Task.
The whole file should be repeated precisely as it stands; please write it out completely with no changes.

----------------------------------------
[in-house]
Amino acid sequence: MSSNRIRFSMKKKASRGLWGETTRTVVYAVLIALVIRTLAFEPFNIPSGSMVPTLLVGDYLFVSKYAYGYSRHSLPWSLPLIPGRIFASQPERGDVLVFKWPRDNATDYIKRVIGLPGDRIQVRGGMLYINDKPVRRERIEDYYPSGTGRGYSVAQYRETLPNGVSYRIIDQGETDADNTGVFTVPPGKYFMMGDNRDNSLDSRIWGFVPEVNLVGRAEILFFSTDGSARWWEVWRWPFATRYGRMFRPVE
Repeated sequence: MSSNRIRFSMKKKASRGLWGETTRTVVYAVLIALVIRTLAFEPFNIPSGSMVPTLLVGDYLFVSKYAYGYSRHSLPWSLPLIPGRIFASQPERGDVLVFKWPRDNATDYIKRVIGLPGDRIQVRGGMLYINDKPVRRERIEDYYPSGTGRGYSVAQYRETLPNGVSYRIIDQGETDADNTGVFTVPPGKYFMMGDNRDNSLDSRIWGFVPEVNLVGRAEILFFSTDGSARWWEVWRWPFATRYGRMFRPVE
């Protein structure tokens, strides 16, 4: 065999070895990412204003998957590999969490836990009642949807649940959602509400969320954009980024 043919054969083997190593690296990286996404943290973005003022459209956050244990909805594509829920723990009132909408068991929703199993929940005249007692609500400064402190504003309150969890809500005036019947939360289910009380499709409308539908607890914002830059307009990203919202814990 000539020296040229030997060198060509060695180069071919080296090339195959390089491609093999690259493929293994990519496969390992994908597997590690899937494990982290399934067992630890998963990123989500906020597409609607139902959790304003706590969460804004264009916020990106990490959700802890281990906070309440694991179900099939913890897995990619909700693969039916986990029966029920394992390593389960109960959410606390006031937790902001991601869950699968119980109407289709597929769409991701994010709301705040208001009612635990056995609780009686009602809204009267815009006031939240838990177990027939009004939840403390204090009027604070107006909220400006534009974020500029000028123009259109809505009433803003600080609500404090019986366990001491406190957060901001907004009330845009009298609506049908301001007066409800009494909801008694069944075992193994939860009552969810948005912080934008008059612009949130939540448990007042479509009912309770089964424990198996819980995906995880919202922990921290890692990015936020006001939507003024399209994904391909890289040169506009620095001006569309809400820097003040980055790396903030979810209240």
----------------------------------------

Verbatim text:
[in-house]
Amino acid sequence: MSSNRIRFSMKKKASRGLWGETTRTVVYAVLIALVIRTLAFEPFNIPSGSMVPTLLVGDYLFVSKYAYGYSRHSLPWSLPLIPGRIFASQPERGDVLVFKWPRDNATDYIKRVIGLPGDRIQVRGGMLYINDKPVRRERIEDYYPSGTGRGYSVAQYRETLPNGVSYRIIDQGETDADNTGVFTVPPGKYFMMGDNRDNSLDSRIWGFVPEVNLVGRAEILFFSTDGSARWWEVWRWPFATRYGRMFRPVE
Repeated sequence: MSSNRIRFSMKKKASRGLWGETTRTVVYAVLIALVIRTLAFEPFNIPSGSMVPTLLVGDYLFVSKYAYGYSRHSLPWSLPLIPGRIFASQPERGDVLVFKWPRDNATDYIKRVIGLPGDRIQVRGGMLYINDKPVRRERIEDYYPSGTGRGYSVAQYRETLPNGVSYRIIDQGETDADNTGVFTVPPGKYFMMGDNRDNSLDSRIWGFVPEVNLVGRAEILFFSTDGSARWWEVWRWPFATRYGRMFRPVE
């Protein structure tokens, strides 16, 4: 065999070895990412204003998957590999969490836990009642949807649940959602509400969320954009980024 043919054969083997190593690296990286996404943290973005003022459209956050244990909805594509829920723990009132909408068991929703199993929940005249007692609500400064402190504003309150969890809500005036019947939360289910009380499709409308539908607890914002830059307009990203919202814990 000539020296040229030997060198060509060695180069071919080296090339195959390089491609093999690259493929293994990519496969390992994908597997590690899937494990982290399934067992630890998963990123989500906020597409609607139902959790304003706590969460804004264009916020990106990490959700802890281990906070309440694991179900099939913890897995990619909700693969039916986990029966029920394992390593389960109960959410606390006031937790902001991601869950699968119980109407289709597929769409991701994010709301705040208001009612635990056995609780009686009602809204009267815009006031939240838990177990027939009004939840403390204090009027604070107006909220400006534009974020500029000028123009259109809505009433803003600080609500404090019986366990001491406190957060901001907004009330845009009298609506049908301001007066409800009494909801008694069944075992193994939860009552969810948005912080934008008059612009949130939540448990007042479509009912309770089964424990198996819980995906995880919202922990921290890692990015936020006001939507003024399209994904391909890289040169506009620095001006569309809400820097003040980055790396903030979810209240």